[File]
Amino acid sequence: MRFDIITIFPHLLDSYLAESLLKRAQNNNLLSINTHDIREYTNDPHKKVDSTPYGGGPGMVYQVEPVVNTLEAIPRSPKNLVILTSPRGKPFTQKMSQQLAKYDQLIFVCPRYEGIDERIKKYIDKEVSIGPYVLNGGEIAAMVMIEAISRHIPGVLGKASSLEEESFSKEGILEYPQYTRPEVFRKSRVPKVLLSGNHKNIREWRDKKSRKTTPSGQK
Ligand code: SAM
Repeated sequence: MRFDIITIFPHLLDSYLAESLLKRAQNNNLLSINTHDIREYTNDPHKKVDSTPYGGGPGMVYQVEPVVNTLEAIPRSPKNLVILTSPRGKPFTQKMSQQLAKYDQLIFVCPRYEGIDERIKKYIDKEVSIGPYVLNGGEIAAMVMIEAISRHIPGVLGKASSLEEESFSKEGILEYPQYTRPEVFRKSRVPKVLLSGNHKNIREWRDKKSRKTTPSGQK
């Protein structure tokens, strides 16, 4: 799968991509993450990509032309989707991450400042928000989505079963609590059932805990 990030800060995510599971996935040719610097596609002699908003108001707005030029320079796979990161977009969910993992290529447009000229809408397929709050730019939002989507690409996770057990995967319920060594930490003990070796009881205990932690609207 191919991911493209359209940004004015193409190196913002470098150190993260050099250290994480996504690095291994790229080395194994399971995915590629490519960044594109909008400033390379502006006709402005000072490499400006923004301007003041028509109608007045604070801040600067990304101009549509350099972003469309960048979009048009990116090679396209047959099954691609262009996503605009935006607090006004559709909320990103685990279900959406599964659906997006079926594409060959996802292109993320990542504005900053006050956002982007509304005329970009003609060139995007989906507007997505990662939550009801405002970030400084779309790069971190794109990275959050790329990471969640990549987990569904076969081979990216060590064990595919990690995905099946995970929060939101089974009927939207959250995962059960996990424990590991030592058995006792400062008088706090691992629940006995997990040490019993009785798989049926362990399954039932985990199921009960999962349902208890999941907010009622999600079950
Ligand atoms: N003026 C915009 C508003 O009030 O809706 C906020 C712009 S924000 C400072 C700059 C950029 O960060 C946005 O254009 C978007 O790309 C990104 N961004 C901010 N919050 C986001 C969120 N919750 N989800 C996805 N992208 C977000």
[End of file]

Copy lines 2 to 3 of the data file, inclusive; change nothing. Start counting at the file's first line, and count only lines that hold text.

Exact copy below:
Ligand code: SAM
Repeated sequence: MRFDIITIFPHLLDSYLAESLLKRAQNNNLLSINTHDIREYTNDPHKKVDSTPYGGGPGMVYQVEPVVNTLEAIPRSPKNLVILTSPRGKPFTQKMSQQLAKYDQLIFVCPRYEGIDERIKKYIDKEVSIGPYVLNGGEIAAMVMIEAISRHIPGVLGKASSLEEESFSKEGILEYPQYTRPEVFRKSRVPKVLLSGNHKNIREWRDKKSRKTTPSGQK